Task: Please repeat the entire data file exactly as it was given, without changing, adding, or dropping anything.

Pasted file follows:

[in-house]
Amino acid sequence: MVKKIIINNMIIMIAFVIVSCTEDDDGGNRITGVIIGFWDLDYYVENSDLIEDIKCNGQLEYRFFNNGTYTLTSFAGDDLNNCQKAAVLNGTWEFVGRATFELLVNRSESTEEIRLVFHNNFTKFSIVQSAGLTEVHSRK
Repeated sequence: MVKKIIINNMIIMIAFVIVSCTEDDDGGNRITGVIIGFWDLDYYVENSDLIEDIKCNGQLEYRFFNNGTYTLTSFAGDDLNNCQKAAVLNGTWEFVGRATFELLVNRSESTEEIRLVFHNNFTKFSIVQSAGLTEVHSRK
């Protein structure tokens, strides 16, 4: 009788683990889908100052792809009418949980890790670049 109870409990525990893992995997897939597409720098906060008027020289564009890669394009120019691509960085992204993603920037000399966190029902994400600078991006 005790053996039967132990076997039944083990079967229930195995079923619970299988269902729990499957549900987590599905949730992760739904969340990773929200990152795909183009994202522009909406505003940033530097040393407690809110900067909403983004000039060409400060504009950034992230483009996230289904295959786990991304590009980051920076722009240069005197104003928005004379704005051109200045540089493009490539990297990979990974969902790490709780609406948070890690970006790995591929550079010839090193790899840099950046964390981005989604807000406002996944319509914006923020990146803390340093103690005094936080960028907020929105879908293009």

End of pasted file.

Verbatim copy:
[in-house]
Amino acid sequence: MVKKIIINNMIIMIAFVIVSCTEDDDGGNRITGVIIGFWDLDYYVENSDLIEDIKCNGQLEYRFFNNGTYTLTSFAGDDLNNCQKAAVLNGTWEFVGRATFELLVNRSESTEEIRLVFHNNFTKFSIVQSAGLTEVHSRK
Repeated sequence: MVKKIIINNMIIMIAFVIVSCTEDDDGGNRITGVIIGFWDLDYYVENSDLIEDIKCNGQLEYRFFNNGTYTLTSFAGDDLNNCQKAAVLNGTWEFVGRATFELLVNRSESTEEIRLVFHNNFTKFSIVQSAGLTEVHSRK
């Protein structure tokens, strides 16, 4: 009788683990889908100052792809009418949980890790670049 109870409990525990893992995997897939597409720098906060008027020289564009890669394009120019691509960085992204993603920037000399966190029902994400600078991006 005790053996039967132990076997039944083990079967229930195995079923619970299988269902729990499957549900987590599905949730992760739904969340990773929200990152795909183009994202522009909406505003940033530097040393407690809110900067909403983004000039060409400060504009950034992230483009996230289904295959786990991304590009980051920076722009240069005197104003928005004379704005051109200045540089493009490539990297990979990974969902790490709780609406948070890690970006790995591929550079010839090193790899840099950046964390981005989604807000406002996944319509914006923020990146803390340093103690005094936080960028907020929105879908293009």